Pemberton, a penniless graduate of Oxford, takes a job to tutor Morgan Moreen, aged eleven, a brilliant and somewhat cynical member of a wandering American family. His mother and father refuse to pay Pemberton as they jump their bills from one hotel to another in Europe. Pemberton grows to dislike all the Moreens except Morgan, including older brother Ulick and sisters Paula and Amy.
Morgan, who is afflicted with heart trouble, advises Pemberton to escape his family's baleful influence. But Pemberton stays on because he has come to love and admire his pupil and he hopes for at least some eventual payment. Pemberton finally has to take another tutoring job in London simply to make ends meet. He is summoned back to Paris, though, by a telegram from the Moreens that says Morgan has fallen ill.
It turns out that Morgan is healthy enough, though the fatal day arrives when his family is evicted from their hotel for nonpayment. Morgan's parents beg Pemberton to take their son away with him while they try to find some money. Morgan is ecstatic at the prospect of leaving with Pemberton, but the tutor hesitates. Morgan suddenly collapses with a heart attack and dies. In the story's ironic final note, James says that Morgan's father takes his son's death with the perfect manner of "a man of the world."
To use the phrase of James's secretary Theodora Bosanquet, Morgan is one of the novelist's "children of light," people with insight and delicacy who are often ground down by harsh, unforgiving environments. In Morgan's case that environment is tragically provided by his own family. That's why the boy clings so ardently to Pemberton, a tutor who truly appreciates Morgan's ability and decency and offers a possible escape from the deceitful, mediocre Moreen troupe.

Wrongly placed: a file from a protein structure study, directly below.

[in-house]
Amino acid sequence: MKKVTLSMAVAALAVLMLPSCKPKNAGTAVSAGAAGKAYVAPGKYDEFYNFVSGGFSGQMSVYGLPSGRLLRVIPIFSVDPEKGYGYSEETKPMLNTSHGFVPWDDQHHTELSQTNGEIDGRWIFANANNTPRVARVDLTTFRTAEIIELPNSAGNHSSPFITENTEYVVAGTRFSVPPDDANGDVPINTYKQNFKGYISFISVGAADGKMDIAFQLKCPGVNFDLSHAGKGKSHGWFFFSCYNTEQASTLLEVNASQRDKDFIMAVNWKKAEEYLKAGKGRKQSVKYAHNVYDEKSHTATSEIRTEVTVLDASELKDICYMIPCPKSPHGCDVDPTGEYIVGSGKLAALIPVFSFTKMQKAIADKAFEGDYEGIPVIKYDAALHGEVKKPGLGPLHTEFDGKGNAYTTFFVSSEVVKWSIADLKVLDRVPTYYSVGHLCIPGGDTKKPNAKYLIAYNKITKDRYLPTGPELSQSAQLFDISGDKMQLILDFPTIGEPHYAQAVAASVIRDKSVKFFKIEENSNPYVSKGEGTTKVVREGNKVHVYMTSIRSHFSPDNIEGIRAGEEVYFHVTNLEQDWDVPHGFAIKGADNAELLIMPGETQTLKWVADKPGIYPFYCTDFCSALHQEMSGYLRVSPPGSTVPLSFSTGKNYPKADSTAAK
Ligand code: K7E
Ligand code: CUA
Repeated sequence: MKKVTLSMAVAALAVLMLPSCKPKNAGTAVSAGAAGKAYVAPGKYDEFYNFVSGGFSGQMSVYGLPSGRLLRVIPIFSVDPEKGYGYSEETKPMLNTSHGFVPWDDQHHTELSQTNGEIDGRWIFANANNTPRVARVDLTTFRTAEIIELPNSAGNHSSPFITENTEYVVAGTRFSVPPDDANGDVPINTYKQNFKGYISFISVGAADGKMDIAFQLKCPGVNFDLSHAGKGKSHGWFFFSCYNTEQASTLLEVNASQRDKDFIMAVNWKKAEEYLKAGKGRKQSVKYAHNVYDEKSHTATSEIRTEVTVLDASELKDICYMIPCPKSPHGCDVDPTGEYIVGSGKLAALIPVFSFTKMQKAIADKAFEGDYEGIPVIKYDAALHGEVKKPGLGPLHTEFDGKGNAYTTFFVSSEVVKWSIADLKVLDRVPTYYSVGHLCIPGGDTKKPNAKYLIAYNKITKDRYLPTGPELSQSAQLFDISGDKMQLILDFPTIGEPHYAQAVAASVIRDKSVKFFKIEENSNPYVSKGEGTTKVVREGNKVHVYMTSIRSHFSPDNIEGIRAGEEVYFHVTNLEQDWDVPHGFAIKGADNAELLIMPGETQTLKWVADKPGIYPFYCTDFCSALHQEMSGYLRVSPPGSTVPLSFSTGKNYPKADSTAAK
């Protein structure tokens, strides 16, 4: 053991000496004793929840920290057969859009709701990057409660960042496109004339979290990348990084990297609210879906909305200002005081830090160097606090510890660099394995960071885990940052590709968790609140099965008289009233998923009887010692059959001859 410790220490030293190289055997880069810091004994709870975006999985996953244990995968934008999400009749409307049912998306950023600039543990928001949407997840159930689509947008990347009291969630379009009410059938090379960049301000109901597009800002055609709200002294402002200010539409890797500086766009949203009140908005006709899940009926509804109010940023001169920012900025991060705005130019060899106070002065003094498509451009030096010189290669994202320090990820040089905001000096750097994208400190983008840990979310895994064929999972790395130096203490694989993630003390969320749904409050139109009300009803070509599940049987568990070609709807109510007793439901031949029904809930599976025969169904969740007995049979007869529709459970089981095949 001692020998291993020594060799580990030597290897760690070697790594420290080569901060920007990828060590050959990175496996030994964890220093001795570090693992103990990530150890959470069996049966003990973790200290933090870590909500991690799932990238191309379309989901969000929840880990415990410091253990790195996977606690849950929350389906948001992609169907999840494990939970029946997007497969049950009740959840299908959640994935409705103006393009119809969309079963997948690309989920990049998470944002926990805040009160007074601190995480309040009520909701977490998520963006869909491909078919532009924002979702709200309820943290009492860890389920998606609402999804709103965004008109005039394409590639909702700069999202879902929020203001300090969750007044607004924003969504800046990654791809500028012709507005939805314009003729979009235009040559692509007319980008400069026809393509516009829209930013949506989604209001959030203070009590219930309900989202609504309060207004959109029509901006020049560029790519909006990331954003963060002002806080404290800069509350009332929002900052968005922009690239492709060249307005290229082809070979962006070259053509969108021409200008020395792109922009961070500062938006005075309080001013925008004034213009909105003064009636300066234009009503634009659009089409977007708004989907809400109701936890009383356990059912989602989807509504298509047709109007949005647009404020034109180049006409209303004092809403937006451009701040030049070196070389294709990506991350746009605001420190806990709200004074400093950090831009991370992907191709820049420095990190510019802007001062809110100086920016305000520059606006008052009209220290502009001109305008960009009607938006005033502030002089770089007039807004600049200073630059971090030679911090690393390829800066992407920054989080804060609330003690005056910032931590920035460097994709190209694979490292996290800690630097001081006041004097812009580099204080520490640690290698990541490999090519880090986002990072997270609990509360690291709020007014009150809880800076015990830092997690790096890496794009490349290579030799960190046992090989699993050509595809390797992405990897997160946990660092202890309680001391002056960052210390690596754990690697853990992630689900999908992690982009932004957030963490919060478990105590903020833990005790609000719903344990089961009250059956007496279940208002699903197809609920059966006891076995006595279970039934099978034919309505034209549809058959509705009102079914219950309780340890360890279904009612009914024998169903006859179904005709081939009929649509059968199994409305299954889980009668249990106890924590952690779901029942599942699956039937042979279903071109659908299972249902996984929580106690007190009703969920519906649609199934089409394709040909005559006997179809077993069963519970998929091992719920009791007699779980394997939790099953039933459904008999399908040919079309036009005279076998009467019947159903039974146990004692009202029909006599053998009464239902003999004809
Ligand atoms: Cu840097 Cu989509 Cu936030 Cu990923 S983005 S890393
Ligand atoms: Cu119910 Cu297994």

When the moment of opportunity comes, though, Pemberton hesitates. His reservations are understandable; he has no financial resources to take on the responsibility of raising a teen-aged boy. But that bit of hesitancy proves fatal. Once again, one of James's honorable and intelligent characters succumbs to inescapable reality.
There has been much talk about the exact nature of the relationship between Pemberton and Morgan, with some commentators intimating a homosexual/paedophile attachment. Although there is no overt hint of a sexual relationship in the story, tutor and pupil do establish a bond of love and respect, which shines in contrast to the mundane, unimaginative world of the other Moreens: "Pemberton held him fast, hands on his shoulders — he had never loved him so."
Critic Robert Gale flatly called The Pupil "one of the finest short stories ever written," and few commentators have disagreed. The brilliant and wise prose, the unforgettable portraits of Morgan, Pemberton and the entire Moreen family, and the genuine, deeply affecting tragedy of the conclusion all make this one of the world's most impressive short narratives. Mortimer Adler rightly included the story in his Gateway to the Great Books series.
Besides the dispute about possible homosexual overtones in the relationship between Morgan and Pemberton, critics have also disagreed about how much responsibility the tutor bears for the boy's sudden collapse and death. There's no doubt that Morgan is disappointed when he sees Pemberton hesitate about taking him away from his worthless family. As mentioned before, that hesitation is understandable but Pemberton still falls short of heroic action in an admittedly difficult situation. And as Lionel Trilling observed about the story, sometimes a man is a hero or he is nothing at all.
The Pupil by Henry James September, 1997 [Etext #1032] ****The Project Gutenberg Etext of The Pupil by Henry James***** ******This file should be named pupil10.txt or pupil10.zip****** Corrected EDITIONS of our etexts get a new NUMBER, pupil11.txt. VERSIONS based on separate sources get new LETTER, pupil10a.txt. Scanned and proofed by David Price, email email@example.com We are now trying to release all our books one month in advan.....Read Table of contents Download
Rose O' the River by Kate Douglas Wiggin
Rose O' the River by Kate Douglas Wiggin September, 1997 [Etext #1033] The Project Gutenberg Etext of Rose O' the River by Kate Wiggin ******This file should be named rorvr10.txt or rorvr10.zip****** Corrected EDITIONS of our etexts get a new NUMBER, rorvr11.txt. VERSIONS based on separate sources get new LETTER, rorvh10a.txt. This etext was prepared by Shanti Day (firstname.lastname@example.org) We are now trying to release all our books one month in adv.....Read Table of contents Download